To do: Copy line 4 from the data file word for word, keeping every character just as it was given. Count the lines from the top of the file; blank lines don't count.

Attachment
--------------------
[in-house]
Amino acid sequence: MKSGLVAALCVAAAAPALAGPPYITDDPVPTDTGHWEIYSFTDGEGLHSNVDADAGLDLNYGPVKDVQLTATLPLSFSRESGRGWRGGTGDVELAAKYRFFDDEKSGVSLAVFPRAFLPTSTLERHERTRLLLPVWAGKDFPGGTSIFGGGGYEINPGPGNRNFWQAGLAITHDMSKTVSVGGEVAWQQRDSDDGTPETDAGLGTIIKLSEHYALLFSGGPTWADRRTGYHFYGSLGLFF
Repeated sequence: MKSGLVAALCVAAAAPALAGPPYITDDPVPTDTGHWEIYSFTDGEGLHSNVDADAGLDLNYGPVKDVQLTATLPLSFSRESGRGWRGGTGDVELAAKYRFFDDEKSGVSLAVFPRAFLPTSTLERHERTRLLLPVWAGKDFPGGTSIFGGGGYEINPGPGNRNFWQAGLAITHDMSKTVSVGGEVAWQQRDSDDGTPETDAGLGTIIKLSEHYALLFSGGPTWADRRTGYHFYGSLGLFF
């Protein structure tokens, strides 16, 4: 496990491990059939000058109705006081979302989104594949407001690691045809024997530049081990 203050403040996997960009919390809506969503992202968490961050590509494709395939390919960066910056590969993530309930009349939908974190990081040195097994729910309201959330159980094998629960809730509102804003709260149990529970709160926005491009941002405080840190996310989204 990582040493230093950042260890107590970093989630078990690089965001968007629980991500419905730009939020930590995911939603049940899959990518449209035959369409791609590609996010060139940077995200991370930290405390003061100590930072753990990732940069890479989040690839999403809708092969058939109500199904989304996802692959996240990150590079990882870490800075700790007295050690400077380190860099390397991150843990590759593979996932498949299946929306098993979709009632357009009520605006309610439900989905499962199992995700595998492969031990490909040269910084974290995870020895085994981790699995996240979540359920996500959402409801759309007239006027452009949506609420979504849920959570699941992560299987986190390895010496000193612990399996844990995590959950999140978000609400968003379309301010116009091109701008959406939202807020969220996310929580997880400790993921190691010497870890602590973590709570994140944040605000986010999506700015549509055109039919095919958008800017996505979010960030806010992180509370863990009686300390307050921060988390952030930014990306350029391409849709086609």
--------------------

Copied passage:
């Protein structure tokens, strides 16, 4: 496990491990059939000058109705006081979302989104594949407001690691045809024997530049081990 203050403040996997960009919390809506969503992202968490961050590509494709395939390919960066910056590969993530309930009349939908974190990081040195097994729910309201959330159980094998629960809730509102804003709260149990529970709160926005491009941002405080840190996310989204 990582040493230093950042260890107590970093989630078990690089965001968007629980991500419905730009939020930590995911939603049940899959990518449209035959369409791609590609996010060139940077995200991370930290405390003061100590930072753990990732940069890479989040690839999403809708092969058939109500199904989304996802692959996240990150590079990882870490800075700790007295050690400077380190860099390397991150843990590759593979996932498949299946929306098993979709009632357009009520605006309610439900989905499962199992995700595998492969031990490909040269910084974290995870020895085994981790699995996240979540359920996500959402409801759309007239006027452009949506609420979504849920959570699941992560299987986190390895010496000193612990399996844990995590959950999140978000609400968003379309301010116009091109701008959406939202807020969220996310929580997880400790993921190691010497870890602590973590709570994140944040605000986010999506700015549509055109039919095919958008800017996505979010960030806010992180509370863990009686300390307050921060988390952030930014990306350029391409849709086609």